B12 (cobalamin) insufficiency may be fairly prevalent according to data from the Framingham Offspring Study; about 8 percent of adults were found to have a frank deficiency. Almost 40 percent of adults over a wide range of ages (23–83 years old) were found to have suboptimal levels, which may increase their risk of neurological and cardiovascular problems. Although the body can store several years worth of B12, up to 38 percent of adults may exhibit mild deficiency and depleted stores. Vitamin B12 and B6 status is especially dependent on age, as both become absorbed less efficiency with age.

Calcium, magnesium, and phosphorusare essential to skeletal health, and required for hundreds of metabolic reactions. Only 30 percent of the U.S. population over two years of age consume the RDI for calcium, and less the 55 percent consume the recommended amount of magnesium. While most adults get enough phosphorus in their diets, a significant population of older women (10 percent of women over 60 and 15 percent of women over 80) is getting less than 70 percent of the RDA. Phosphorus is required for the formation of calcium hydroxyapatite (the crystal form of calcium in bones); deficiency increases osteoporosis risk.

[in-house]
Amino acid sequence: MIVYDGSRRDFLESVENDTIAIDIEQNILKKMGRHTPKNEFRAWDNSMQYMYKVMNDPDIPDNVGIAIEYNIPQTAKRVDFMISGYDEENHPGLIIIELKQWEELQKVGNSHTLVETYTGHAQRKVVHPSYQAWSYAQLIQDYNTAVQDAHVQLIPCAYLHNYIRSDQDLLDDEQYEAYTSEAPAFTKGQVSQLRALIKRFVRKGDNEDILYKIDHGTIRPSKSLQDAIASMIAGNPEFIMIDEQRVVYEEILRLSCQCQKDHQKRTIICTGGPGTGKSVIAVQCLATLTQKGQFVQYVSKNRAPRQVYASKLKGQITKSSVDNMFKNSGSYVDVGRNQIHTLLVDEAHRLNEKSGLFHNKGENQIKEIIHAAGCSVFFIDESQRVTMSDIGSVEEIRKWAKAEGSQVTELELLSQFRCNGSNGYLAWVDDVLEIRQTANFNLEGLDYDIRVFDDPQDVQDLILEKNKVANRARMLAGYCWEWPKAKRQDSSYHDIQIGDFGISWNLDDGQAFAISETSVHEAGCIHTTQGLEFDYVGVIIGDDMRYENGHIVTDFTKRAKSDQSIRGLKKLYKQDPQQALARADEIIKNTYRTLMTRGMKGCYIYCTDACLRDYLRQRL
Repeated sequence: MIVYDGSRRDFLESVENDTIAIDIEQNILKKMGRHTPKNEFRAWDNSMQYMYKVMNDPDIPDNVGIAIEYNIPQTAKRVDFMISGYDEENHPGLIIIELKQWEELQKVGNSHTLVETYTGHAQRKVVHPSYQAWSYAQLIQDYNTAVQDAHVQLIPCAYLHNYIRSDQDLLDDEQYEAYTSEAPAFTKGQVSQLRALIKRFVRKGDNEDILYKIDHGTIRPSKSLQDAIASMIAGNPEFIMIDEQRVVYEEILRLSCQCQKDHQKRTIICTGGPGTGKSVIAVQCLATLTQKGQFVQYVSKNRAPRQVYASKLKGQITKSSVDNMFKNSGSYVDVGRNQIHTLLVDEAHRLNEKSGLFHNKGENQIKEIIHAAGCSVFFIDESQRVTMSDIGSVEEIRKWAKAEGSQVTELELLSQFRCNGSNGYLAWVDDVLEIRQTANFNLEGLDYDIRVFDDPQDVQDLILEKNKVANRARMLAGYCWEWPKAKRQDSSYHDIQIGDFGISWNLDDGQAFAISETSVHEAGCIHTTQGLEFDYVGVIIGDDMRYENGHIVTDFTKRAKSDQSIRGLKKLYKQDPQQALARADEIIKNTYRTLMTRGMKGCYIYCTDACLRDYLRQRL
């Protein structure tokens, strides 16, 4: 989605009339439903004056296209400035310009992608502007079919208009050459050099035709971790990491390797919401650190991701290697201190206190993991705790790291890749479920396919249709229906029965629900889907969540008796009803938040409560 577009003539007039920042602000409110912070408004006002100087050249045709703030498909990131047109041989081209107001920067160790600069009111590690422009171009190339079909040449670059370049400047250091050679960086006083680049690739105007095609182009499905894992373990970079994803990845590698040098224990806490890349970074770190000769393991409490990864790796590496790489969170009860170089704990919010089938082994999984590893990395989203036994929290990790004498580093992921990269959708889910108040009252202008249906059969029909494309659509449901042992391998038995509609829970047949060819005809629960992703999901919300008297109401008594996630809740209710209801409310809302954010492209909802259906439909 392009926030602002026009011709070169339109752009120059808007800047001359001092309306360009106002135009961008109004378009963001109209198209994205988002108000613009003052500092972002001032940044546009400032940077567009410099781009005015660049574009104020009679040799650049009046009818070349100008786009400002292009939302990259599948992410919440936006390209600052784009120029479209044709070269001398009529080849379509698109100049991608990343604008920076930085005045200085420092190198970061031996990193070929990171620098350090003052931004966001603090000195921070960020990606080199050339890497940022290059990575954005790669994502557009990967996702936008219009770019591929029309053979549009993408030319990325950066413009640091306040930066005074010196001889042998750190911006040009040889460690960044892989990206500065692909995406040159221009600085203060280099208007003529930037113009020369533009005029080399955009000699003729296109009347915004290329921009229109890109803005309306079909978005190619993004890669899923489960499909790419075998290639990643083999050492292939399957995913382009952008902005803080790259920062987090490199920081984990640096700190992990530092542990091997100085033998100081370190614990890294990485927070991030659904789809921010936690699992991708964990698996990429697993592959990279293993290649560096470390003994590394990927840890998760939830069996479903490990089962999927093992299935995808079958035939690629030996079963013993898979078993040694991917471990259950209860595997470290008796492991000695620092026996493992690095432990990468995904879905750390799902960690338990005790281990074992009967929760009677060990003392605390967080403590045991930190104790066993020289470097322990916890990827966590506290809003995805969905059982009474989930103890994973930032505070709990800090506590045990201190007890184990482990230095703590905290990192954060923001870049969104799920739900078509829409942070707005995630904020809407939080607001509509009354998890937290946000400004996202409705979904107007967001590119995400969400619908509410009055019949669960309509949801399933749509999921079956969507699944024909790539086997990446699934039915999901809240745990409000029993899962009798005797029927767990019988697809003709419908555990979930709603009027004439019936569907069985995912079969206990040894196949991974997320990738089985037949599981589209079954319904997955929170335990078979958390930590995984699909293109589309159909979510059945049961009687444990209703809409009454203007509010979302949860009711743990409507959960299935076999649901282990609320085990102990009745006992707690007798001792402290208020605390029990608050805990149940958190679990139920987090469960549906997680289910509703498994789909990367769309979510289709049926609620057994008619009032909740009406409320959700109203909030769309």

Iron deficiency is most prevalent in women (9–15 percent of women 12–49 years old), and toddlers (3–14 percent of children 1–5 years old) based on data from the 2003–2006 NHANES. Part of this deficiency may actually be the result of absorption, rather than low intake: Iron from grains or fortified grains (“non-heme iron”) is taken up less efficiently than “heme iron,” the form found in animal products. On average, women have been steadily increasing their grain consumption and decreasing beef consumption since the 1970s; this switch to a less available form of iron in the diet may explain the observed deficiency in whole-body iron stores, despite an adequate average intake.

Kevin M. Connolly, PhD

Kevin M. Connolly, PhD received his bachelor’s degree in anthropology from Brown University, and doctorate in biochemistry and molecular biology from UCLA. Before consulting for the dietary supplement industry, he spent 15 years in basic biochemistry research elucidating such diverse mechanisms as bacterial antibiotic resistance and collagen synthesis. He contributes to several online and print publications, and is a frequent guest on radio health programs throughout the country. When not writing, he teaches undergraduate biochemistry.